Directed by Anders Ølholm & Frederik Louis Hviid — Screenplay by Anders Ølholm & Frederik Louis Hviid.
Shorta (which is apparently an Arabic word for ‘police’) is a Danish action-thriller about the so-called blue wall of silence, i.e. a tendency for police officers to withhold information and not report on their colleagues’ misconduct. The film follows two police officers — Jens (played by Simon Sears) and Mike (played by Jacob Lohmann) — who are on patrol. In the film, law enforcement has been asked not to go into the fictionalized ghetto ‘Svalegården’ since the last significant encounter between police officers and the inhabitants of Svalegården led to officers kneeling on the back of the neck of a young man, Talib Ben Hassi, who is, at the beginning of the film, in a coma.
Nevertheless, the two police officers decide to follow a vehicle into Svalegården. While in the ghetto, Mike harasses a young man that he has decided to stop and search for no reason at all, and, moments later, Mike and Jens find out that Talib Ben Hassi has died at the hospital. When the local community hears of this, the terrible news leads to a violent riot inside the ghetto. Soon Mike and Jens find themselves trapped inside an area that law enforcement is unable to enter safely, and they may have to fight tooth and nail if they are to get out safely.
As I was watching Shorta the other day, it occurred to me just how relevant and timely this film must’ve felt when it was released in theaters back in October 2020. Not only is this film about police misconduct and a code of silence, but the film’s disturbing opening scene also feels like it was ripped from the headlines. And, in a way, it was. At the beginning of the film, we hear the Talib Ben Hassi-character call out that he is unable to breathe, which is an uncomfortable reminder of George Floyd and Eric Garner’s last words. I am certain that Ølholm and Hviid were at least inspired by the phrase that Eric Garner popularized, just like it is obvious that their film is very much inspired by films such as Training Day and End of Watch.
I thought it was interesting how the two main characters were characterized and what arcs they went on. Mike starts out as a hateful and xenophobic officer who goes on patrol with Jens to convince him to abide by their code of silence, whereas Jens, at the beginning of the film, feels more like an audience surrogate, as he seems unsure about what he is going to report about his colleagues. Naturally, their relationship hits a rough patch and they are eventually separated in the maze-like ghetto. Mike’s arc is definitely the most interesting of the two, as his experience introduces him to several ‘good samaritans’ that Ølholm and Hviid want you to believe could open his eyes and make him less bigoted. However, I have to say that Jens’ character arc left something to be desired, just like it is disappointing how underwritten the inhabitants of Svalegården are, and I, generally, wanted more scenes with the characters in the ‘big brother’ program.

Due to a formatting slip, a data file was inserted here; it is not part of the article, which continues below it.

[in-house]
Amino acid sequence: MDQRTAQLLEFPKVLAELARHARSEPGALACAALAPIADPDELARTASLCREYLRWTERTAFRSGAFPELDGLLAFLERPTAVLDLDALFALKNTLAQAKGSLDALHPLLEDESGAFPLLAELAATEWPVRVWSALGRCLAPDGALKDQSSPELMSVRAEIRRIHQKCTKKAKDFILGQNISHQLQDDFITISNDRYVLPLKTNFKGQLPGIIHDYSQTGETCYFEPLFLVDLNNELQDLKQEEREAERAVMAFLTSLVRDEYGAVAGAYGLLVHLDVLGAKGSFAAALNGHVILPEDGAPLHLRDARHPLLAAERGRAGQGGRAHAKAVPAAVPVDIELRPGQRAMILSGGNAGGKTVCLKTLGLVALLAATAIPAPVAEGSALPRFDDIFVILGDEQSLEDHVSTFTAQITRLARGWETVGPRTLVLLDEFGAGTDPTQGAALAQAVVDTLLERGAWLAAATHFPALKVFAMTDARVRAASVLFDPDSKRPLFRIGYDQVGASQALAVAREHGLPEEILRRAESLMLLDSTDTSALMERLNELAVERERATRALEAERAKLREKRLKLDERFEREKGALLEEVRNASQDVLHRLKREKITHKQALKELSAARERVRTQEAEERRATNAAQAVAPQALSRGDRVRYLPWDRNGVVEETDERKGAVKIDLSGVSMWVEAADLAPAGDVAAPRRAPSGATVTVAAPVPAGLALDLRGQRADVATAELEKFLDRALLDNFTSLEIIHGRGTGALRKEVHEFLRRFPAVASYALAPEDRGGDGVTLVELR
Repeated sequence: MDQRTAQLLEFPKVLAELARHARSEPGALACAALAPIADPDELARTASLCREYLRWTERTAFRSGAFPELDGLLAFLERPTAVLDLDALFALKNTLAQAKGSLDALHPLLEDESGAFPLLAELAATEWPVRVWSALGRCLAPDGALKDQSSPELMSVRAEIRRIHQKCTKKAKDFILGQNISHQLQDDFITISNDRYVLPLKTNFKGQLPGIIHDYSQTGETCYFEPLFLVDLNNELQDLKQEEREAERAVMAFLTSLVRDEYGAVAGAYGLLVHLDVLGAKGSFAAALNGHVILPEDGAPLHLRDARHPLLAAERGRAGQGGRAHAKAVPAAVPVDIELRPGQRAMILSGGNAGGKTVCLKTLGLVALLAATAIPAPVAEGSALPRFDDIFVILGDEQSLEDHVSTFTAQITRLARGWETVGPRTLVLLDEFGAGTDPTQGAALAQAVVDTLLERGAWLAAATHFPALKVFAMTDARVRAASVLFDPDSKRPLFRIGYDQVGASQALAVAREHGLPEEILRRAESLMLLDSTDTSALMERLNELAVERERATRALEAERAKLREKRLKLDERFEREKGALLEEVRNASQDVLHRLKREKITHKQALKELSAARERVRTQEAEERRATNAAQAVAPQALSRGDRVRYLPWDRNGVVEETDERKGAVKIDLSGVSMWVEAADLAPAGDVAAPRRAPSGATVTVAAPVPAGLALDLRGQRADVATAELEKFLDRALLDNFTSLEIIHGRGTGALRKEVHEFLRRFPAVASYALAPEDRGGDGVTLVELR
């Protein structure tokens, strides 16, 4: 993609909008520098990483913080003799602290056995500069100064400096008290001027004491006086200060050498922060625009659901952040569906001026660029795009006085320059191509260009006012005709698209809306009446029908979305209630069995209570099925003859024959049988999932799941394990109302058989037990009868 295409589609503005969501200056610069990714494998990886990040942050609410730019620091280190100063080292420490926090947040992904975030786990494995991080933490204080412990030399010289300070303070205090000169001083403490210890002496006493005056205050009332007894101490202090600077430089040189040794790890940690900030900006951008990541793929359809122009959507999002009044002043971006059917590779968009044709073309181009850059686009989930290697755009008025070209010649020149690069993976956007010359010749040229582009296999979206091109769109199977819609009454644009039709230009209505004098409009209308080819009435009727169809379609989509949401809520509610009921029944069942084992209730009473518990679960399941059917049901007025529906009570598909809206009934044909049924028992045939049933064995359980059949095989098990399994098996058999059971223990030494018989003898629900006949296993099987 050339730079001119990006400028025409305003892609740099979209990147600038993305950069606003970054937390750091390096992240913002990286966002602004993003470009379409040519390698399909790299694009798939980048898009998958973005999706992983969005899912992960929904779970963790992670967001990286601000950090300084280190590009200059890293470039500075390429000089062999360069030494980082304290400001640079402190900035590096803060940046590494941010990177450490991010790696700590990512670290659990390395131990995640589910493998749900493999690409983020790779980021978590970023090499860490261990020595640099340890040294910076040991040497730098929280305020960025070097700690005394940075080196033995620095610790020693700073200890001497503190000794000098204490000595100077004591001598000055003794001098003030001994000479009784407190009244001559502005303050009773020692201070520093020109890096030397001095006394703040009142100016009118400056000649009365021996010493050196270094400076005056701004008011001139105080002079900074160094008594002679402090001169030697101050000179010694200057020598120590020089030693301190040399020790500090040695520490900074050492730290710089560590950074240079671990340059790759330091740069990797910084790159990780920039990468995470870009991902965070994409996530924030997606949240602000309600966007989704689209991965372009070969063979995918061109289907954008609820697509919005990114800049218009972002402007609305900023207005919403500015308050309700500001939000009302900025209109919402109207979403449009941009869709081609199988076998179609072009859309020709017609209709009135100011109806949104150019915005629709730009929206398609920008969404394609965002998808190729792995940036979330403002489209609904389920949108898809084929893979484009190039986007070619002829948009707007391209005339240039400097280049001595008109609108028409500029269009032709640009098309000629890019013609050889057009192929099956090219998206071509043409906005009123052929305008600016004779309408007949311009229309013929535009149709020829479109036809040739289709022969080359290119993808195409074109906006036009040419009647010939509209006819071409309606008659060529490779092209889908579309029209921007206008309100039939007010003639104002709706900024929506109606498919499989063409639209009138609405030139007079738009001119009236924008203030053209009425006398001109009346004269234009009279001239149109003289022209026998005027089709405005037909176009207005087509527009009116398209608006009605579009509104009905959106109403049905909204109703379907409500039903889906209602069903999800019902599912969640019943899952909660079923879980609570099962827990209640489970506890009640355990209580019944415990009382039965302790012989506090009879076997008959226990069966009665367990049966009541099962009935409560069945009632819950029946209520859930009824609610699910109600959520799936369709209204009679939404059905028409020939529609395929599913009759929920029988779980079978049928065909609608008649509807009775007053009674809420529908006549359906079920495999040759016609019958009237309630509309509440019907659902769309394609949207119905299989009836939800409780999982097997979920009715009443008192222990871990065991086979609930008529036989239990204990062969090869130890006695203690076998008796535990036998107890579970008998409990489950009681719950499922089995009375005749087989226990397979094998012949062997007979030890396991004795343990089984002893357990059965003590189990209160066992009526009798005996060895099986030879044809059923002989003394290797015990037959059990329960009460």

I thought the ending was very bold. In part because it, to me, suggested that one character’s arc was all for naught, which is not meant to suggest that I think it’s a problem with the film. In fact, I think that is its point. I know that there has been some criticism in Denmark that suggests that the film sides with its main characters, i.e. the police officers rather than the individuals in the ghetto. However, while I absolutely do think it is somewhat problematic that most of the characters that aren’t police officers are underwritten, one-note, or barely present in the film, I actually think that a scene towards the end of the film reveals that it is absolutely not on the main characters’ side, so to speak. I thought it was obvious that a substantial part of the end of the film was very critical of its main characters. I think this is a film about a frustratingly neverending negative circle, in spite of small hints at character growth.
One of the more iconic Danish crime films is Nicolas Winding Refn’s Pusher, which, along with its sequels, eventually earned fans around the world. While I doubt Anders Ølholm and Frederik Louis Hviid’s film will find as much success, their feature-length directorial debut, Shorta, is a thrilling action-heavy crime film that I, ultimately, liked quite a bit even though its bold ending was very bleak. With competently-executed action and timely social commentary, this is a pretty impressive debut film, even though it may not be extremely original. If Ølholm and Hviid wanted to make a David Ayer-esque police thriller, then I have to say that they did a pretty great job.
7.7 out of 10
– Review Written by Jeffrey Rex Bertelsen.